I put “discovered” in air-quotes because . . . it’d been there for eight years by the time I ran across it. Perhaps I should say, it was new to me. They had a booth at the 2013 World Tea Expo—under their Banten Tea brand—and the thing that excited me about them was where they were from.

Once Bug-Bitten, Twice Shy

Well . . . I guess it’s time to put a certain theory to pasture.

And it’s all because of these two.

team-unytea

Who are they? I’ll get to that.

What theory? Oh, I had this hypothesis that tea and dating (or courtship, whatever) didn’t “blend”.

Hugs, High-Fives, and Farmer Style Sencha

A couple of years ago—on a visit to the Jasmine Pearl Tea Merchants shop— I tried a Japanese tea (that wasn’t sencha) that just . . . blew me away.

yuzu

It was a black tea blended with yuzu rind. Yes, the Japanese orange.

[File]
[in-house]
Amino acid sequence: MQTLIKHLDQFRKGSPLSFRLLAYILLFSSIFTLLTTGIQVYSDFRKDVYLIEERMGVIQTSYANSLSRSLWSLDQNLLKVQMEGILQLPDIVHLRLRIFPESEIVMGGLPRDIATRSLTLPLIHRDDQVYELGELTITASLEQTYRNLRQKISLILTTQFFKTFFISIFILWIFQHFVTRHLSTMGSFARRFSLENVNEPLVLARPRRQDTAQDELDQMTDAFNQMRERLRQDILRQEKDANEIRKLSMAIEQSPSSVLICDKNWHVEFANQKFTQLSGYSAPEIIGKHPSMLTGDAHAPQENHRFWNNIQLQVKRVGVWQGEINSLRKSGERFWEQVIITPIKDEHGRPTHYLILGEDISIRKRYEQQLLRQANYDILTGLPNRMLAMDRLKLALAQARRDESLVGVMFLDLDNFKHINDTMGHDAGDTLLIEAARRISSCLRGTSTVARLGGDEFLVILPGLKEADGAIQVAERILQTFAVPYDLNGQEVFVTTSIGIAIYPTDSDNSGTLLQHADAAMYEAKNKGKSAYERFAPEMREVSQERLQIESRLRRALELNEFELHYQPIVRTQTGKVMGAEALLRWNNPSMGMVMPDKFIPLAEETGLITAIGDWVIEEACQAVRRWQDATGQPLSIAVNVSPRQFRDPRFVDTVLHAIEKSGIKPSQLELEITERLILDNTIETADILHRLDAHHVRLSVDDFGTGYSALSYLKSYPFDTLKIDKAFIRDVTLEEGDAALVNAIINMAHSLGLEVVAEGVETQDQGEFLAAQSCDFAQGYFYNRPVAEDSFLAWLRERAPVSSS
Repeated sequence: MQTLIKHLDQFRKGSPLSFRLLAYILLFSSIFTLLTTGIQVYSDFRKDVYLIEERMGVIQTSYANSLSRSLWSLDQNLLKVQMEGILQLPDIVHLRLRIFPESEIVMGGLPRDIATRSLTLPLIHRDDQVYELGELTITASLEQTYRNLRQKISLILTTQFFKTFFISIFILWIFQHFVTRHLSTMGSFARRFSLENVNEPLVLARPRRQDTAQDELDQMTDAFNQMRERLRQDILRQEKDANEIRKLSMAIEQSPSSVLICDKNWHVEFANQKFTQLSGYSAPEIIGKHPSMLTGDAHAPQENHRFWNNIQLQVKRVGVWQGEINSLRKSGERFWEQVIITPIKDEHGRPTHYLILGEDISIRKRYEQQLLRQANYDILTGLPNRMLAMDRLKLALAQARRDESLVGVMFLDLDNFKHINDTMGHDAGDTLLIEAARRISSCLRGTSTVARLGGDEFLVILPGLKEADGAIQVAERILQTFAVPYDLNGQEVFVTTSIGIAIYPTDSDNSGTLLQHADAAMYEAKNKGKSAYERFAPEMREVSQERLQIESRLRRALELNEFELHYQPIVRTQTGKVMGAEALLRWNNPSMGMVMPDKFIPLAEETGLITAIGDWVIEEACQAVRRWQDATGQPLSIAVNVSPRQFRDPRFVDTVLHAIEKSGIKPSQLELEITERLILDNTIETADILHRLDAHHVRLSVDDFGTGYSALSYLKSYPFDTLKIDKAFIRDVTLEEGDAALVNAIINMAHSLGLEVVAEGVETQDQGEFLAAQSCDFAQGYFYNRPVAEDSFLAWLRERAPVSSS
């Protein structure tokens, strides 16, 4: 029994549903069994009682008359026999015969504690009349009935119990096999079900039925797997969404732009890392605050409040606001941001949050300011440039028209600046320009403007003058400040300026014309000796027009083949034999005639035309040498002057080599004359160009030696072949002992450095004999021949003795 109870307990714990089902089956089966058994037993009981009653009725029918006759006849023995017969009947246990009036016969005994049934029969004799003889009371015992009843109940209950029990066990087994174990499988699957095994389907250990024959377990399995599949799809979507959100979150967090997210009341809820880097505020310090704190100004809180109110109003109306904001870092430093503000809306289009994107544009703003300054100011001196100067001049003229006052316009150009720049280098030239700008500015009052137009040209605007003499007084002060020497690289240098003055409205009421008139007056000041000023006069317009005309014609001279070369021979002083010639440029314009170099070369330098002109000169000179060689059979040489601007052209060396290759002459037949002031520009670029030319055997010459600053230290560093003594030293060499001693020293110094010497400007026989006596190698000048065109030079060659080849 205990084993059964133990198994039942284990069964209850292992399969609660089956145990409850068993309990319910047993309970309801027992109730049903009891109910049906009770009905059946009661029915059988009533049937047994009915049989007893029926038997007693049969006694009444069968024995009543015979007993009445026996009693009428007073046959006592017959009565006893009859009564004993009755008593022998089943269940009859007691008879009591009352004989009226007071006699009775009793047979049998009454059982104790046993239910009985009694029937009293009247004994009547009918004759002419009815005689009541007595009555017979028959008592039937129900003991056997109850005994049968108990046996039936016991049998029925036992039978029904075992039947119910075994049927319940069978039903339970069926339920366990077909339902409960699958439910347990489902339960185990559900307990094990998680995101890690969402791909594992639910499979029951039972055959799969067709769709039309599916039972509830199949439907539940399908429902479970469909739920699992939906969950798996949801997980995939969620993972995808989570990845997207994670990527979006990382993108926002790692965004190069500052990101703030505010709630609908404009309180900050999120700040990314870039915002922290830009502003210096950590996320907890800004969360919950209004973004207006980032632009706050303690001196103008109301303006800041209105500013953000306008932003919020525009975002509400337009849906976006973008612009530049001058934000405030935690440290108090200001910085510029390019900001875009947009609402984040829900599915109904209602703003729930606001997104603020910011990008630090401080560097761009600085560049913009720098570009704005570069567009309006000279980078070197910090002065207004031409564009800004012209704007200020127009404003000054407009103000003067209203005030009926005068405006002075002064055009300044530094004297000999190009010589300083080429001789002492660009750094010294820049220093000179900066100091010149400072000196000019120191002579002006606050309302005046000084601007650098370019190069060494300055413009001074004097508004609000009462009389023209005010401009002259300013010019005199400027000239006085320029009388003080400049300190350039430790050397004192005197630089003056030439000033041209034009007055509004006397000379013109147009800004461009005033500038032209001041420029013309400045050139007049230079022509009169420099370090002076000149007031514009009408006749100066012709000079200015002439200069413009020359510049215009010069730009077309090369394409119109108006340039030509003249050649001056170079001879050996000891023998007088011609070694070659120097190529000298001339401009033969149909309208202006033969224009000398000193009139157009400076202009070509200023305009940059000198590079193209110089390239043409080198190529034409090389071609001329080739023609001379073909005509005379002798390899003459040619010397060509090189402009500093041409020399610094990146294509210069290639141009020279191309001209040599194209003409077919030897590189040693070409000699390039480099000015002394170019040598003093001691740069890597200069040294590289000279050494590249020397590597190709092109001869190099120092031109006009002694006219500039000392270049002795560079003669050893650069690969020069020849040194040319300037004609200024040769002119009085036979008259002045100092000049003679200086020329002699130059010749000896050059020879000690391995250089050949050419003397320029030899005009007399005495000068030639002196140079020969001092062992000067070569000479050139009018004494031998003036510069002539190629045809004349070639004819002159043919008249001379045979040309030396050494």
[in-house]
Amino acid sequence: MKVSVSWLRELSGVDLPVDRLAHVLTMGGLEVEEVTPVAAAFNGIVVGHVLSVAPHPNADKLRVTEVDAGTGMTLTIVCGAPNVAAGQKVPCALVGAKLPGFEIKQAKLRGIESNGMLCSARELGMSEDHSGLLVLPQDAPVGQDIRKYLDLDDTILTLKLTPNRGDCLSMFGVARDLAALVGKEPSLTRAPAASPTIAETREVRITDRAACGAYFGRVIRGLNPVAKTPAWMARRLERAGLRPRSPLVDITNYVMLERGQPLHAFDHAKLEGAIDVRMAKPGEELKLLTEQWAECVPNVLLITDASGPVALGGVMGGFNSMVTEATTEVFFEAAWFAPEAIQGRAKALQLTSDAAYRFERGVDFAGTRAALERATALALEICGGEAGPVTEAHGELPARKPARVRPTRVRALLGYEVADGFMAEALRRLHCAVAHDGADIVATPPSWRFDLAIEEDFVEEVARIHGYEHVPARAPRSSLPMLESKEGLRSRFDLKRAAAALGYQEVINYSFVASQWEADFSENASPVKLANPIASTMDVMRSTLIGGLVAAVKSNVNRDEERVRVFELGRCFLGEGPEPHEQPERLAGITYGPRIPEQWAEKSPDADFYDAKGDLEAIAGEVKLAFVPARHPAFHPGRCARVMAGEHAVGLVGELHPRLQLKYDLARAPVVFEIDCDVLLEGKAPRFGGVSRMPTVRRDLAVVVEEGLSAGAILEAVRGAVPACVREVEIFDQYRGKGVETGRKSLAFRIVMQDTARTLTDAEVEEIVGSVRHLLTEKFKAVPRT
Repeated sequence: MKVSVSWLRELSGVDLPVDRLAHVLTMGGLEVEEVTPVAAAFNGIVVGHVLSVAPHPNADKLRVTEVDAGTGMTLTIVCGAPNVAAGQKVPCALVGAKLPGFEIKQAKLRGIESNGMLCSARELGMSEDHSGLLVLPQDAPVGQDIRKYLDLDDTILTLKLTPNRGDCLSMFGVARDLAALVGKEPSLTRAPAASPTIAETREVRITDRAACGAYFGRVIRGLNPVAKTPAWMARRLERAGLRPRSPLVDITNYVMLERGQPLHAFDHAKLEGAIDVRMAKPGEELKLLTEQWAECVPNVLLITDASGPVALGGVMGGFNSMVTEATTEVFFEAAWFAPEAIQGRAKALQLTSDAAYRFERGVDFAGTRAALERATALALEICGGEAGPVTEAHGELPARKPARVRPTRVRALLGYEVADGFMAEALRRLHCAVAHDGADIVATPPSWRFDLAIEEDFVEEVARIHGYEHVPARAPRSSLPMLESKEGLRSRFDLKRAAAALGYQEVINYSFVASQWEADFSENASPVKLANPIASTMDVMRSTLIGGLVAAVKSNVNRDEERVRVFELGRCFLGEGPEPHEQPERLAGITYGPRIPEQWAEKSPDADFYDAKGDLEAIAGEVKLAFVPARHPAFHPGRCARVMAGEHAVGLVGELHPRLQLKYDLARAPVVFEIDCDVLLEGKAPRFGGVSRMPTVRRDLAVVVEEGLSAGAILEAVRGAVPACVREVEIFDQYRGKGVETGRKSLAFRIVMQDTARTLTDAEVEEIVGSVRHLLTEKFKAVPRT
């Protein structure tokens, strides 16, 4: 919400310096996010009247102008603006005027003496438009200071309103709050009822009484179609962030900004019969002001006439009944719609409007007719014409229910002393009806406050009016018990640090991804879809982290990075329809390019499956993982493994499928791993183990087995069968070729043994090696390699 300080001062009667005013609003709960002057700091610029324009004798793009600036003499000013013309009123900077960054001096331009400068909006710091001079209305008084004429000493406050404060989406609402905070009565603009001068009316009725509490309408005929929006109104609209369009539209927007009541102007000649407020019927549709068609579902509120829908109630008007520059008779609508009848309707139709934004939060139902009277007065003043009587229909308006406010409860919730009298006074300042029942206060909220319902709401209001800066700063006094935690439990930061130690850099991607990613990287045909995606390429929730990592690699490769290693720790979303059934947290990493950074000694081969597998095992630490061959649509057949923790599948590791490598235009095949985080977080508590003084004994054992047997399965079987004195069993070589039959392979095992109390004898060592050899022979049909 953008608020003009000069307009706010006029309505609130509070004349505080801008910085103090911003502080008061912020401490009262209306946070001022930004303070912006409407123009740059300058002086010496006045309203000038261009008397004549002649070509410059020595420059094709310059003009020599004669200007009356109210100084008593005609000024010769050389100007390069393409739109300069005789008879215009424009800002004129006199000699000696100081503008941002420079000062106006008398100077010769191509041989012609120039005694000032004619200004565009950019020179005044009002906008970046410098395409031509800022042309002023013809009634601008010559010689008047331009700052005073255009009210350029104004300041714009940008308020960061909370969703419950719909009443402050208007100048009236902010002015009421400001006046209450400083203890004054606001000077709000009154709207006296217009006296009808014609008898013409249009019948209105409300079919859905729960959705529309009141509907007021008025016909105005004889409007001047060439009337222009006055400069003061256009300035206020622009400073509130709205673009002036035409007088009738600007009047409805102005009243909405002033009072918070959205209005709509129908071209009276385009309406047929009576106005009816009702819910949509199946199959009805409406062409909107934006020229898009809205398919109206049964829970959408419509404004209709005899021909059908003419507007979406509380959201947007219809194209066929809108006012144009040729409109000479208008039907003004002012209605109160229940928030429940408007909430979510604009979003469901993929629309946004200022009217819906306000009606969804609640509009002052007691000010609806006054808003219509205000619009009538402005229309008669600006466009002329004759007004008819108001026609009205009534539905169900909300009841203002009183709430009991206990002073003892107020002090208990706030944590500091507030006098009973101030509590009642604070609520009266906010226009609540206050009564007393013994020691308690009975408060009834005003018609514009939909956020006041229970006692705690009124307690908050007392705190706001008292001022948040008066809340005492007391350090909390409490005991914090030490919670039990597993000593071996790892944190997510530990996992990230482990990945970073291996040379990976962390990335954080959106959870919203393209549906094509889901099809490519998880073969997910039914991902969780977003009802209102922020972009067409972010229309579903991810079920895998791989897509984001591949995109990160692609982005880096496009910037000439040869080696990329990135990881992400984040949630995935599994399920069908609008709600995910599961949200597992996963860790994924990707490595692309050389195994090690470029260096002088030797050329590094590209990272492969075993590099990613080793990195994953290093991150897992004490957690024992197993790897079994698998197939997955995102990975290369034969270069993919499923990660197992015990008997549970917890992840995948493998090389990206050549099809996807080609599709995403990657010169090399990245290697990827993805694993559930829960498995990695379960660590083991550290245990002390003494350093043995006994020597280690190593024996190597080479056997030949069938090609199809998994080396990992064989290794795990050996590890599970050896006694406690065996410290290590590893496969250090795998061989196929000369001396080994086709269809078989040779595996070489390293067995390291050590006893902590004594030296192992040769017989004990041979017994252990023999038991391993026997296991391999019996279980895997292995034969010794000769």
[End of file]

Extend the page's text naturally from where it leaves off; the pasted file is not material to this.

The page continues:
When I described it to people, all I could muster was, “It’s like an Earl Grey that followed the Bushido code.” The astringency was balanced, there was a malty kick, and of course there was that effervescent blast of citrus at the top note. Never tried anything like it.

The Jasmine Pearl folks told me that it came from one particular farmer in Kawanehon-town in Shizuoka prefecture.

Dong Ding Near-Death Experiences

In 2009, Shiuwen Tai—the plucky owner of Floating Leaves Tea in Seattle—made her first trip to Dong Ding Mountain in Taiwan . . .

Shiuwen Tai on Dong Ding Mountain in 2016. Photo by Jake Knapp.

Shiuwen Tai on Dong Ding Mountain in 2016. Photo by Jake Knapp.

. . . And almost died.

A Totem Tea Story

The definition of the word “totem” is thus: “A natural object or animal believed by a particular society to have spiritual significance and adopted by it as an emblem.” It is derived from the Native American language, Ojibwe; the word, dodaem.

The concept, however, is not limited to just Native American cultures and religious practices. Many cultures worldwide also place such significances on totems as well. Totem poles, on the other hand—at least to the tribes of the Pacific Northwest—use these objects and animals as family crests and as a way to recount stories of that family group’s past.